Perspective on Congenital Heart Disease Research
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- cardiopulmonary bypass
- congenital heart disease
- congenital heart surgery
- heart failure
- pulmonary artery
Congenital heart disease (CHD) is the most common birth defect and a leading cause of morbidity and mortality in patients with congenital malformations. The past 7 decades have witnessed dramatic advances in the medical, catheter, and surgical management of these patients. Clinical research has been a driving force to improve our understanding of the pathophysiology of disease and to refine therapy. Here, we identify some of the themes that have characterized the research process in the past and that have propelled the field to its present state. We discuss current research-related challenges and speculate about what trends may define the future of CHD research.
The historical canon of congenital heart disease (CHD) is replete with dramatic triumphs: the first open heart surgery, the first use of cardiopulmonary bypass, the first transcatheter interventional cardiac procedure, and many others. In the years since these seminal events, progress has been made in all aspects of the care for patients with CHD. Prompt diagnosis is routine, surgical management of the most complex lesions is achievable, and acute and chronic care of patients has been refined. Important challenges remain, including persistent mortality for particular complex defects and long-term problems such as neurodevelopmental abnormalities, arrhythmias, and heart failure. Nevertheless, there are many reasons to be proud, and clinical research has been a foundational feature that has helped drive much of this progress. We describe some trends in research that have propelled the field to its current state and speculate about what trends may define the future of CHD research.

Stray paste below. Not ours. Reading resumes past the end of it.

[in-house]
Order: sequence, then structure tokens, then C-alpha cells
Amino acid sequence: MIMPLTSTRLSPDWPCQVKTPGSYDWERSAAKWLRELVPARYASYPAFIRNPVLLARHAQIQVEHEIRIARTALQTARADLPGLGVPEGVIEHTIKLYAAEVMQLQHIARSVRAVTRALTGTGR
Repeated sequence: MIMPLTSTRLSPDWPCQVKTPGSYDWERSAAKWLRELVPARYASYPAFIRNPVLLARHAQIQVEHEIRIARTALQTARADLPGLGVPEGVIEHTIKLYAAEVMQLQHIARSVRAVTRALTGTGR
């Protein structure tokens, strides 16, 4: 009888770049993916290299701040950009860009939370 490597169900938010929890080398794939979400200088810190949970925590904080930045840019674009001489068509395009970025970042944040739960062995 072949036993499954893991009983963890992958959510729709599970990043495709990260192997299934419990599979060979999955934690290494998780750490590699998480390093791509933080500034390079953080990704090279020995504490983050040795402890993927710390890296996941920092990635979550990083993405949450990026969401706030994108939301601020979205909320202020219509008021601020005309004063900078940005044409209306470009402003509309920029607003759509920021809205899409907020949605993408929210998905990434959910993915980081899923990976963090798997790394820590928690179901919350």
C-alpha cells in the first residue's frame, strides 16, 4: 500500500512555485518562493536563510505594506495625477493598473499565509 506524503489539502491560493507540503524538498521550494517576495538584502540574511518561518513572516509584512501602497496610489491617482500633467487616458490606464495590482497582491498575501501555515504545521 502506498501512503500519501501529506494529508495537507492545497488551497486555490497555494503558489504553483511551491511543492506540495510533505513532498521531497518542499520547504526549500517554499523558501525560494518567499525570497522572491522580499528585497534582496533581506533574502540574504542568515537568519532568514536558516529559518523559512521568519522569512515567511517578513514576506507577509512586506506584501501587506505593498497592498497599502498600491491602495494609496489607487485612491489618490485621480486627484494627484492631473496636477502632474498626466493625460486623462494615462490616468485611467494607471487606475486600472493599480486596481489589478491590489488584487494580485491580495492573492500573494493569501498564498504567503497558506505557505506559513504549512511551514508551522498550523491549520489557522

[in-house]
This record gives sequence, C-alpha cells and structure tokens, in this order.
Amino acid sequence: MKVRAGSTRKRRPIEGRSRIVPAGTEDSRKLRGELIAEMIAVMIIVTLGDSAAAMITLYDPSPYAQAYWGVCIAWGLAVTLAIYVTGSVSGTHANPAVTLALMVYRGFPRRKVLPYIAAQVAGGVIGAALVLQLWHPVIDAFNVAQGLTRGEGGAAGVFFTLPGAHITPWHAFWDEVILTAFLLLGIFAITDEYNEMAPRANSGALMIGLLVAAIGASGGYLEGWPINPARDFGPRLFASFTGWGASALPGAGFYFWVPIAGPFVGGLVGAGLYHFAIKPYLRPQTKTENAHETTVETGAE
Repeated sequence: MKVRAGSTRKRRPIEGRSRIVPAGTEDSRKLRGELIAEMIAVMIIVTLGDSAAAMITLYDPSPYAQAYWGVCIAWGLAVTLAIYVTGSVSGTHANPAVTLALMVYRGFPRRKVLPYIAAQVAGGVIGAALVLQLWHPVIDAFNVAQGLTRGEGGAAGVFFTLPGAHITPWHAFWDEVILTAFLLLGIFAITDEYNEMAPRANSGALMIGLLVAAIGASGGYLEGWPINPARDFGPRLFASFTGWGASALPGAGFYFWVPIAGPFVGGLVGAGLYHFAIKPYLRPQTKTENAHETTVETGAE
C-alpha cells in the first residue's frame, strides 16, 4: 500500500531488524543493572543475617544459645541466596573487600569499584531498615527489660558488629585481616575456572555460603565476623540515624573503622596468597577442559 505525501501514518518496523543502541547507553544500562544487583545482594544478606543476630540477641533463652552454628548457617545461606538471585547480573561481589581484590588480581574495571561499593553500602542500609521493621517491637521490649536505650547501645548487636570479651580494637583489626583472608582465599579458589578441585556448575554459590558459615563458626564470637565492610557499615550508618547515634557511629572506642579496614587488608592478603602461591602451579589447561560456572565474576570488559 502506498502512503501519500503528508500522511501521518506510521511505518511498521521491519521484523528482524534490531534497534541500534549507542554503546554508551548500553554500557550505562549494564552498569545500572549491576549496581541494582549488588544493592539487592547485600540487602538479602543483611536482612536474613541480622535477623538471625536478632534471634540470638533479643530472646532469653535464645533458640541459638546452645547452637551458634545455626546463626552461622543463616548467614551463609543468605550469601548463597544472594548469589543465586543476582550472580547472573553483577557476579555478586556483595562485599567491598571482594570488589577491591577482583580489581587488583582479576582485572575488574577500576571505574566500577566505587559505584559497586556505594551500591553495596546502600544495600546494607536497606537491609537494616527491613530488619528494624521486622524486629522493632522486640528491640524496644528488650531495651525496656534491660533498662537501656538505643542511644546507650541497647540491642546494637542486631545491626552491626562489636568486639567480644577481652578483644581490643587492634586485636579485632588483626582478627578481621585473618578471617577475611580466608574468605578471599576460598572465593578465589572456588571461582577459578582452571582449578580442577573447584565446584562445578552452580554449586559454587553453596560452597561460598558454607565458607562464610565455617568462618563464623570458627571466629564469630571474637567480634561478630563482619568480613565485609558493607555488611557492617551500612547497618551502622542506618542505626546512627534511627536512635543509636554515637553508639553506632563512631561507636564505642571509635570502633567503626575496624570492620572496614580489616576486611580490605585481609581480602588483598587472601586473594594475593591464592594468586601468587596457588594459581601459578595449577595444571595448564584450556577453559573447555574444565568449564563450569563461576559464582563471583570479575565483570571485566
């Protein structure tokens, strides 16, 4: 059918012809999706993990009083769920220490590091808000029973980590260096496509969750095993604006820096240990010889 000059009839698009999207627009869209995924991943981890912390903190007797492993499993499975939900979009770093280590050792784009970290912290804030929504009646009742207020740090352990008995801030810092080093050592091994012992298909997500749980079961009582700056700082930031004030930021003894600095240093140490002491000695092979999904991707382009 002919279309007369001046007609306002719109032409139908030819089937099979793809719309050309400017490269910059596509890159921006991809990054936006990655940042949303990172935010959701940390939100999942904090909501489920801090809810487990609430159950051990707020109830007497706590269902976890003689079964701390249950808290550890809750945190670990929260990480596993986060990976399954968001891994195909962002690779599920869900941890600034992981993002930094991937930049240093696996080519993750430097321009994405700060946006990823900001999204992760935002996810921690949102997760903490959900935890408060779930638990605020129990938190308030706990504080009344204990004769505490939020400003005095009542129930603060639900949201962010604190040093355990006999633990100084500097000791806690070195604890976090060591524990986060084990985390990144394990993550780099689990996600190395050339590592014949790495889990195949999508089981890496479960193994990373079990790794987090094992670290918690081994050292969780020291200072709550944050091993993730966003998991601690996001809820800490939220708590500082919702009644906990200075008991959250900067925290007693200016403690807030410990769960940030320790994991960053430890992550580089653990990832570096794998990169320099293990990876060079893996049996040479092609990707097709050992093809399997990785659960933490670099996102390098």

Past and Present CHD Research
Individual to Group Science
A defining trend of the past 75 years of CHD research has been the change in focus from the individual to the group. Early CHD research was performed by individuals trying to solve problems, 1 child at a time. Innovative thinkers and doers—Gross, Lillehei, Rashkind, and Norwood—pushed …